03/20/2007, 00.00
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Bishop of Kirkuk: Iraq four years on , the good and the bad

by Louis Sako*
Msgr Sako reflects on the situation of the Gulf State four years on from the outbreak of war; reconciliation and economic development is needed on the one hand, on the other the social fabric of Iraqi society needs to be rebuilt. An appeal to Iraq’s Christians to take on a more “dynamic role” in society.

Kirkuk (AsiaNews) – Four years on from the outbreak of war in Iraq, the situation has changed for the better but also for the worse. The positive development is the new found Freedom that was lacking before. Freedom of expression, freedom to vote in elections, the birth of cities councils, a national parliament, our new constitution and a flourishing of economy: salaries are high, the status of women who now represent   25% of the members of parliament and many new political parties. Perhaps this freedom has not been well understood and as a result is not having a direct effect on peoples lives. In short Iraqi people were not accustomed to it! The world suddenly opened before them: Internet, satellite dishes, mobile, phones,  travel and mobility, and most importantly a justice system (courts). 


However there have also been negative consequence: the land became an open  field of terrorism, there is no security, no jobs, mass immigration, and fears for the future…



Is there a solution to all of this?  The call for more troops won't help a lot.  Peace cannot be brought about by war. War is always something bad and costs money, lives and time. Iraqi men and women have lost patience. The conflict has broken their trust and relationships. The current security strategy won't help a lot.  It has to come with other actions notably reconstruction, confidence - building and poverty alleviation. We think peace and security can only be won in a peaceful and civilized dialogue. The Baker- Hamilton Study group recommends peace deals. The new General of the Coalition forces: David Paetreus stated that there is no military solution.  We personally think the future of peace in Iraq lies in a double engagement:



-  To start an effective reconciliation between all Iraqis. This reconciliation should contain and integrate all of them even the members of the old regime (except the criminals). All Iraqis should have a chance to play a role in rebuilding the State.  In this sense Christians should play a dynamic positive role in reconciliation; the local hierarchy has that responsibility. Christians wherever they are, should show their solidarity and the historical conviviality of equilibrium of belonging to same country and to the same society,  instead of feeling afraid and marginalized.  Thy have to show that they belong to this country, they have been part of Iraq since before its very foundation, before the coming of Islam and show that citizenship does not depend on majority or minority.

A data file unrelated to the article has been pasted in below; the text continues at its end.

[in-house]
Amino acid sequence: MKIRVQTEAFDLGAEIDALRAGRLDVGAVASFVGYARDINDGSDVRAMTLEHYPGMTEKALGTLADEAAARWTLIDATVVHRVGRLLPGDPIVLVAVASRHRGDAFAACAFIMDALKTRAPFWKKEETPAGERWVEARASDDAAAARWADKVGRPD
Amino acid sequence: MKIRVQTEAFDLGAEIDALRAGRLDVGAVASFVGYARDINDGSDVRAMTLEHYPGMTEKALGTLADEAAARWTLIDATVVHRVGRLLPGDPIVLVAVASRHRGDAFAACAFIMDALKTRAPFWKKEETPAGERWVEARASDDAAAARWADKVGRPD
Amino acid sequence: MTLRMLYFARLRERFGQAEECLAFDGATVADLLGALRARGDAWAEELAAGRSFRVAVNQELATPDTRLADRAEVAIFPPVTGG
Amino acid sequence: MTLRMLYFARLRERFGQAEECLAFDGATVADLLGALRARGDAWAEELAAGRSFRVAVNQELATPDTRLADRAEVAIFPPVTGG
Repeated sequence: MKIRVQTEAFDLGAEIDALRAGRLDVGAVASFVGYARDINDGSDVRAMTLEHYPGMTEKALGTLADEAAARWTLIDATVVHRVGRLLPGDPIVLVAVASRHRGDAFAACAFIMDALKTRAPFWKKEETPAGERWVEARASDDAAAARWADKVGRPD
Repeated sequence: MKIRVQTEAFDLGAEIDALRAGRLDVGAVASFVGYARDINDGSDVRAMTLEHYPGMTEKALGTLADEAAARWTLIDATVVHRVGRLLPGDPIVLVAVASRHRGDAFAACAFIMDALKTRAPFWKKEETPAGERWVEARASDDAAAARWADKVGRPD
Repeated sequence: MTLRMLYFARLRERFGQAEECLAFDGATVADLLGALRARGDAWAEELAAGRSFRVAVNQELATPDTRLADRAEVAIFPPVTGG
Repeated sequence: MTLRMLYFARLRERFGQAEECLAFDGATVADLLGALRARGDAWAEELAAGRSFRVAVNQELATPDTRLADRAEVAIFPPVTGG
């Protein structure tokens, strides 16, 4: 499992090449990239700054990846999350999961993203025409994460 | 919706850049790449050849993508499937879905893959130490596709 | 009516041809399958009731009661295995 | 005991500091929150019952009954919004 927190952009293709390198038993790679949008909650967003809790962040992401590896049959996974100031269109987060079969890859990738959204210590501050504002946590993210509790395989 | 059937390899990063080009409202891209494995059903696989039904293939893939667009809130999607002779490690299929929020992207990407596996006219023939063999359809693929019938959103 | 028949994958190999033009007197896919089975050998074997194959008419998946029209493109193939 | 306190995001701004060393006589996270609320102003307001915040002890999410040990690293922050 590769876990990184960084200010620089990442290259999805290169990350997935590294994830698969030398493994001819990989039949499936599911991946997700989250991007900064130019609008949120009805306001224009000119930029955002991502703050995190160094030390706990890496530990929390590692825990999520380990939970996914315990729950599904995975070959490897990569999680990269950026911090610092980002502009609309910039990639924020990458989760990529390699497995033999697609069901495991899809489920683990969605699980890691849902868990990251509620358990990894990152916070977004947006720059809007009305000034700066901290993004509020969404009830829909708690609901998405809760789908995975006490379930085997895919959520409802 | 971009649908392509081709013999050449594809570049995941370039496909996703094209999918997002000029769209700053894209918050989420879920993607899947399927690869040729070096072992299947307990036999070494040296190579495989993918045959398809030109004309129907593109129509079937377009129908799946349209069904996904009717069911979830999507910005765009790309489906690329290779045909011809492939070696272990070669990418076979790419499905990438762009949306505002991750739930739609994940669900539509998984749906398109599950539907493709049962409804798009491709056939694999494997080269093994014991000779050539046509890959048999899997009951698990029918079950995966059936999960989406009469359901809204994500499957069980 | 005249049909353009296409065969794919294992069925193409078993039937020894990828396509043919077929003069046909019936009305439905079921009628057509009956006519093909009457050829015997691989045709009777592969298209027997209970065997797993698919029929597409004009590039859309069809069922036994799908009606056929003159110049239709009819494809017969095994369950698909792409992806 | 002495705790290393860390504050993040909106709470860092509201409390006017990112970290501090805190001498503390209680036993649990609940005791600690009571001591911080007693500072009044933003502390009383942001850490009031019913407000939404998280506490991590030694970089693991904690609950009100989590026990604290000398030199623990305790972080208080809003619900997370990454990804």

- A strong central government has to be constructed in Baghdad with processing for the federation in the provinces. At the same time the Iraqi economy needs to be reconstructed. Iraq has many financial resources. What is lacking is good investment and coordination.

-  Finally we must promote a rapid civilian build-up in all provinces. We all have suffered from religious and sectarian war. Religious leaders are peacemakers; therefore they should support a peaceful and a coherent civilian side through their homilies and in the media. If we can't achieve that, tensions between groups will intensify and insurgents will get stronger, resulting the division of the land into three states, thus the present form of Iraq will cease to exist, this cannot come to pass.



In order that these actions happen in parallel, the  International community and Iraq’s neighbours must support and facilitate this strategy to restore unity and stability of Iraq.

*Chaldean Archbishop of  Kirkuk


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